WTO talks: Heading for another Potemkin agreement

Published: 14 March 2006

By Jeremy Hobbs, Executive Director, Oxfam International

This weekend trade ministers from the US, EU, Brazil, India, Japan and Australia will meet in London to test whether there is consensus among the key actors to move the faltering World Trade Organization talks to a conclusion.

Developing countries are holding out for what they were promised: an end to dumping, more access to rich countries’ farm markets, flexibility to use agricultural and industrial tariffs to build up their industries, and the right to opt in or out of talks to open up the services market.

Developed countries are trying to get as much access as possible to the emerging markets of India, Brazil and China, while retaining most of their agricultural subsidies in one form or another. As one developing country minister put it, ‘They want us to make concessions before they will stop doing things which are either illegal or unfair.’

On the face of it, the talks are going much better than they were in the lead up to the Hong Kong Ministerial Meeting, or at the meeting itself, where WTO Director General Lamy, looking as exhausted and unwell as the talks themselves, pronounced grimly that there had been no success but no failure either.

Since then Lamy has tried hard to revitalize the negotiations, helped by looming national political deadlines. But his efforts may not be enough to deliver the 2001 promise of a development agenda, offered as an incentive for reluctant developing countries to agree to a new round of negotiations.

Without substantially new offers from the key parties it is hard to see how significant progress can be made. The likelihood is we will get a very limited agreement – ‘low ambition’ in WTO-speak. In truth, the ambition is more unequal, rather than low. The gains already secured by rich countries on industrial products represent huge concessions by the developing world, especially given the failure by the North to agree genuine and meaningful concessions in agriculture.

So it is crunch time for the round – and the odds are high that the much-vaunted development agenda will also be crunched, with developing country interests sacrificed to get a mediocre result that keeps the multilateral trading system alive – just. The EU and US are banking on Brazil and India caving in under the pressure, knowing they would prefer a multilateral deal in the WTO to more free trade agreements which are anything but free.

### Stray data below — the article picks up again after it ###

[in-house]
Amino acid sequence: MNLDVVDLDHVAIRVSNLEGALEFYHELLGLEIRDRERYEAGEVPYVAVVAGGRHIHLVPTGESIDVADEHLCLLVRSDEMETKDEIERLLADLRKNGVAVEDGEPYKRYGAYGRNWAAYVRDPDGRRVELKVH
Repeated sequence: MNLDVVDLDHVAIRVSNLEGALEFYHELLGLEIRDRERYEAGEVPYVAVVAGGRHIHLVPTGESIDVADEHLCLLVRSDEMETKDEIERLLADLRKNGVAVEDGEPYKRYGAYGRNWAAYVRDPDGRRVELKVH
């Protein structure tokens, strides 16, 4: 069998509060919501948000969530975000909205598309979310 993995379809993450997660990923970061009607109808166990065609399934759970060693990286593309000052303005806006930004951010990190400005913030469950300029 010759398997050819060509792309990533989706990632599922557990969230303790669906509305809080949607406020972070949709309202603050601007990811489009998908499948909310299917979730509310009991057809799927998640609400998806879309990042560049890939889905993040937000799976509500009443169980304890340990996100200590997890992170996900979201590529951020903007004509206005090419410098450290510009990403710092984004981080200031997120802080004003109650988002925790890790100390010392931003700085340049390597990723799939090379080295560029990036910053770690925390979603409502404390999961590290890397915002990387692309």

But unless the talks this weekend address the key developing country demands, it will be time to stop the pretence that the Doha Round is about development and admit that in the face of tough mercantilism, the developing countries are in the business of survival.

The ‘best’ scenario offered by people very close to the process is that there will be slight improvements in agriculture from the EU and US, a deal that pleases no-one on industrial goods (not enough access for rich countries, not enough protection for poor countries), and some progress on services.

This will create a framework for future rounds of trade liberalization. It will be spun as an historic success, a reaffirmation of the multilateral system, a fundamental coming together of rich and poor countries on global trade. ‘Breakthrough concessions’, such as the end to export subsidies, will be celebrated (even though it came three years later than needed).

Sadly, it seems there will be little of substance to justify the claims. The proposed cuts to EU and US agricultural subsidies sound impressive but they mainly lower ceilings rather than reducing actual spending and offer no guarantee to end dumping. Furthermore, the EU has made it clear that there is no room for more reform of its domestic farm subsidies – a huge blow for poverty reduction efforts at home and abroad.

Attempts to rewrite the negotiations mandate on services have so far failed. This suits many smaller developing countries that do not want to be forced into opening markets prematurely. But it is too early to tell whether the process agreed to in Hong Kong will lead to some developing countries having their arms twisted into doing just that, with potentially disastrous results.

That leaves industrial goods and a wrangle about how to ensure the principle of ‘less than full reciprocity,’ which in plain English means the developing countries should not have to open their markets as much as rich ones. Some proposals from rich countries have actually produced results that did the opposite. Now the negotiations are mired in pursuit of a formula that all can agree to.

This is really the nub of the battle; in exchange for very little, developing countries are being asked to make harsh tariff cuts and give away their ability to nurture fledgling industries. This goes against the lessons of history: all rich countries have used tariffs to promote development. Without the same opportunities, developing countries will never reduce their dependence on agriculture and grow out of poverty.

Given how far apart the key positions are, it is quite likely that the outcome will either be minimal or nothing. Amazingly just getting agreement may well be seen as the real achievement, rather than the agreement itself. But this would be a hollow victory, and a complete surrender on making trade fair.

Contact Information

For more information, please contact:
Amy Barry, Senior Press Officer, on +44 (0)1865 472254, or mobile +44 (0)7980 664397